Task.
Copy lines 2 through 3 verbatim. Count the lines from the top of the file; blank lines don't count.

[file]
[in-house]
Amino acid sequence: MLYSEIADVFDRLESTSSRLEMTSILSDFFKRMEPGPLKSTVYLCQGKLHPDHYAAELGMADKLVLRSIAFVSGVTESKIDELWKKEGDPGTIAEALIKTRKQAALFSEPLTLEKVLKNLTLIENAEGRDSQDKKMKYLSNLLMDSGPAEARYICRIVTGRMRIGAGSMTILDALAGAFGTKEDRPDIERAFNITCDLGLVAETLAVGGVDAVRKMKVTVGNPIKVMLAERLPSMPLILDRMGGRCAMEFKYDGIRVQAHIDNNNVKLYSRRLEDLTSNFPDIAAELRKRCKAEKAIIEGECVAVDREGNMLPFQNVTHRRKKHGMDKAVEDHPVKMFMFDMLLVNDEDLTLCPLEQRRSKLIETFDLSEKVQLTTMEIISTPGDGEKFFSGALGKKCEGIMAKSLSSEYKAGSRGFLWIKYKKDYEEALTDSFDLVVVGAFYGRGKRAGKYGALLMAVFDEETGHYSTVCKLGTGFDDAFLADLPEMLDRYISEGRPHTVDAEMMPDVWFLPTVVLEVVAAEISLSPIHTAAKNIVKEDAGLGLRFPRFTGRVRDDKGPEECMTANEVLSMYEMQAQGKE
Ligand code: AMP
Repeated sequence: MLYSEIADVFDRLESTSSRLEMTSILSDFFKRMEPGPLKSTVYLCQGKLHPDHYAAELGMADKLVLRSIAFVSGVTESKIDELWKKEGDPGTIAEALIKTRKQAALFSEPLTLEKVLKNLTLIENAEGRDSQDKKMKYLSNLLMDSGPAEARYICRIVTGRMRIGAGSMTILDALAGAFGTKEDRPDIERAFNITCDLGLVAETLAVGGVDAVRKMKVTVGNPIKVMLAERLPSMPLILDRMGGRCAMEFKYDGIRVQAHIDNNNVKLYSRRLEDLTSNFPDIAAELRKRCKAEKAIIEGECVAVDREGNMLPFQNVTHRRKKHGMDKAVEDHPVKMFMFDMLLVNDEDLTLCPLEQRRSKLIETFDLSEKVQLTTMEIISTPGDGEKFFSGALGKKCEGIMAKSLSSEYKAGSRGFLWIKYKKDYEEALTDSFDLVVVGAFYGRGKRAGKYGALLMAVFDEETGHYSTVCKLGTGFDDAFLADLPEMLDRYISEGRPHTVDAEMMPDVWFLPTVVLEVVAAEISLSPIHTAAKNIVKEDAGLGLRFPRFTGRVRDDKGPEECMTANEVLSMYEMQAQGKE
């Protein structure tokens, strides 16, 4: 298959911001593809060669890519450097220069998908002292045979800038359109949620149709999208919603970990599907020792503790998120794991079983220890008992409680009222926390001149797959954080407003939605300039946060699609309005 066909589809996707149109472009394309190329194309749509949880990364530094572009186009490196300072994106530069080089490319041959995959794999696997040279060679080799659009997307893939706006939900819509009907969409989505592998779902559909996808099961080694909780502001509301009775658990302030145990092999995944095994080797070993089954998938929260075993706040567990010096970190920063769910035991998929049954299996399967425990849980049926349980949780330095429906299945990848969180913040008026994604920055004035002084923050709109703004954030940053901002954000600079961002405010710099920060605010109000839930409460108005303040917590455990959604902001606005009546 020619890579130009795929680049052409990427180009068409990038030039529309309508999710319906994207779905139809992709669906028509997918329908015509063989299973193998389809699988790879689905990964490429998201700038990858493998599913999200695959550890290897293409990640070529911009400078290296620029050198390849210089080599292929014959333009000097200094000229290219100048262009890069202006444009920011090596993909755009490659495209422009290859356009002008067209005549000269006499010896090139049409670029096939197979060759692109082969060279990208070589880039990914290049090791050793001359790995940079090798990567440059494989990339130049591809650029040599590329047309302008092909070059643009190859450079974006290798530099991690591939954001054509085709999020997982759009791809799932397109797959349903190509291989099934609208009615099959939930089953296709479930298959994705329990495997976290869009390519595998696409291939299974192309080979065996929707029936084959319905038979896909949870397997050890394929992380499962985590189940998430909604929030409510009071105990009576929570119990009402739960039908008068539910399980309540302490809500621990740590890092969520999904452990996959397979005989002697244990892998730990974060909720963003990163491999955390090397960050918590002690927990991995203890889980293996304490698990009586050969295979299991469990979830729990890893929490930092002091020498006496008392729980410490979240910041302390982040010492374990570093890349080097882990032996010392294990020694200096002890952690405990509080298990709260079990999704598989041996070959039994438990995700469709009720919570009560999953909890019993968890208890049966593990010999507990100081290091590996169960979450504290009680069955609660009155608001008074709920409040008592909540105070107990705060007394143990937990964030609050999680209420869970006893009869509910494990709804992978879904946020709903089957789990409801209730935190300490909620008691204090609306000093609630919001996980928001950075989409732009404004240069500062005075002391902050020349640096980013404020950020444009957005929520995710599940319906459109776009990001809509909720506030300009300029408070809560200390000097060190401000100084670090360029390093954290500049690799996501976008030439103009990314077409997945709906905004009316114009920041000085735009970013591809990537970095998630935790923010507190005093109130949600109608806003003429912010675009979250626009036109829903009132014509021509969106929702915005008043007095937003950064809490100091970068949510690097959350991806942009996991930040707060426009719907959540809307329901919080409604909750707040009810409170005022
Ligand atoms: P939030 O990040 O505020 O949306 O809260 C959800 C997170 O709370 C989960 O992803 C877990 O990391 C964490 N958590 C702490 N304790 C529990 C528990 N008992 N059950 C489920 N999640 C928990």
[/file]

Amino acid sequence: MLYSEIADVFDRLESTSSRLEMTSILSDFFKRMEPGPLKSTVYLCQGKLHPDHYAAELGMADKLVLRSIAFVSGVTESKIDELWKKEGDPGTIAEALIKTRKQAALFSEPLTLEKVLKNLTLIENAEGRDSQDKKMKYLSNLLMDSGPAEARYICRIVTGRMRIGAGSMTILDALAGAFGTKEDRPDIERAFNITCDLGLVAETLAVGGVDAVRKMKVTVGNPIKVMLAERLPSMPLILDRMGGRCAMEFKYDGIRVQAHIDNNNVKLYSRRLEDLTSNFPDIAAELRKRCKAEKAIIEGECVAVDREGNMLPFQNVTHRRKKHGMDKAVEDHPVKMFMFDMLLVNDEDLTLCPLEQRRSKLIETFDLSEKVQLTTMEIISTPGDGEKFFSGALGKKCEGIMAKSLSSEYKAGSRGFLWIKYKKDYEEALTDSFDLVVVGAFYGRGKRAGKYGALLMAVFDEETGHYSTVCKLGTGFDDAFLADLPEMLDRYISEGRPHTVDAEMMPDVWFLPTVVLEVVAAEISLSPIHTAAKNIVKEDAGLGLRFPRFTGRVRDDKGPEECMTANEVLSMYEMQAQGKE
Ligand code: AMP